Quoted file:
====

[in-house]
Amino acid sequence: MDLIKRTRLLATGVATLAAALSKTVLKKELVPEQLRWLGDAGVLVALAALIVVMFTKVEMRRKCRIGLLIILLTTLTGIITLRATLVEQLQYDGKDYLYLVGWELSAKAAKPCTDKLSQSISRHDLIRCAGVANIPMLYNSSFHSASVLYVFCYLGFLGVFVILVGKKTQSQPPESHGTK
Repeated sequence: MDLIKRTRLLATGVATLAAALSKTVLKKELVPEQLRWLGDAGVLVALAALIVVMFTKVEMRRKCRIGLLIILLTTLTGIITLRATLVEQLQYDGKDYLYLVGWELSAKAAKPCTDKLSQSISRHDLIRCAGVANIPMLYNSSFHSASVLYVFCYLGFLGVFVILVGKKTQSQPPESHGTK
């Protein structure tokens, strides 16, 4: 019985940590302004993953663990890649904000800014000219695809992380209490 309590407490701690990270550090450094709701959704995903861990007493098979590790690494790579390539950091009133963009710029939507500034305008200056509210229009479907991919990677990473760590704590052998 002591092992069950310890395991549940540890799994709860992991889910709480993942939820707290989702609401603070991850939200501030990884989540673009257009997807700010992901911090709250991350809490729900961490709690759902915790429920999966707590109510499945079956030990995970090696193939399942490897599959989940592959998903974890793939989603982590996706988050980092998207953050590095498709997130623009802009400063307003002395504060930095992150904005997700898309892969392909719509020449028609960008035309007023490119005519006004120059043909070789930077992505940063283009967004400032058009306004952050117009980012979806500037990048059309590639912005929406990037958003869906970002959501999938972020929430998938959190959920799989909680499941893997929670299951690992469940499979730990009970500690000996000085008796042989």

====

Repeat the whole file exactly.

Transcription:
[in-house]
Amino acid sequence: MDLIKRTRLLATGVATLAAALSKTVLKKELVPEQLRWLGDAGVLVALAALIVVMFTKVEMRRKCRIGLLIILLTTLTGIITLRATLVEQLQYDGKDYLYLVGWELSAKAAKPCTDKLSQSISRHDLIRCAGVANIPMLYNSSFHSASVLYVFCYLGFLGVFVILVGKKTQSQPPESHGTK
Repeated sequence: MDLIKRTRLLATGVATLAAALSKTVLKKELVPEQLRWLGDAGVLVALAALIVVMFTKVEMRRKCRIGLLIILLTTLTGIITLRATLVEQLQYDGKDYLYLVGWELSAKAAKPCTDKLSQSISRHDLIRCAGVANIPMLYNSSFHSASVLYVFCYLGFLGVFVILVGKKTQSQPPESHGTK
């Protein structure tokens, strides 16, 4: 019985940590302004993953663990890649904000800014000219695809992380209490 309590407490701690990270550090450094709701959704995903861990007493098979590790690494790579390539950091009133963009710029939507500034305008200056509210229009479907991919990677990473760590704590052998 002591092992069950310890395991549940540890799994709860992991889910709480993942939820707290989702609401603070991850939200501030990884989540673009257009997807700010992901911090709250991350809490729900961490709690759902915790429920999966707590109510499945079956030990995970090696193939399942490897599959989940592959998903974890793939989603982590996706988050980092998207953050590095498709997130623009802009400063307003002395504060930095992150904005997700898309892969392909719509020449028609960008035309007023490119005519006004120059043909070789930077992505940063283009967004400032058009306004952050117009980012979806500037990048059309590639912005929406990037958003869906970002959501999938972020929430998938959190959920799989909680499941893997929670299951690992469940499979730990009970500690000996000085008796042989």